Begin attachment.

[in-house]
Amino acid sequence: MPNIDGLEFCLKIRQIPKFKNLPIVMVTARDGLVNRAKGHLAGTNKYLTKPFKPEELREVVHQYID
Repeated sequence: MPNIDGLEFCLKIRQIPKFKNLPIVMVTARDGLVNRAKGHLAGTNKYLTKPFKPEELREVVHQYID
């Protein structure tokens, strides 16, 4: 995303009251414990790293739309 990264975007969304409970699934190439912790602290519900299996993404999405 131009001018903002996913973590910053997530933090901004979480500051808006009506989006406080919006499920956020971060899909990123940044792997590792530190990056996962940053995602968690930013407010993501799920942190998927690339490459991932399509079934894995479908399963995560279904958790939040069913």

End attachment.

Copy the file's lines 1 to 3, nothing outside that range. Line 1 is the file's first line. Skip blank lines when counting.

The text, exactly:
[in-house]
Amino acid sequence: MPNIDGLEFCLKIRQIPKFKNLPIVMVTARDGLVNRAKGHLAGTNKYLTKPFKPEELREVVHQYID
Repeated sequence: MPNIDGLEFCLKIRQIPKFKNLPIVMVTARDGLVNRAKGHLAGTNKYLTKPFKPEELREVVHQYID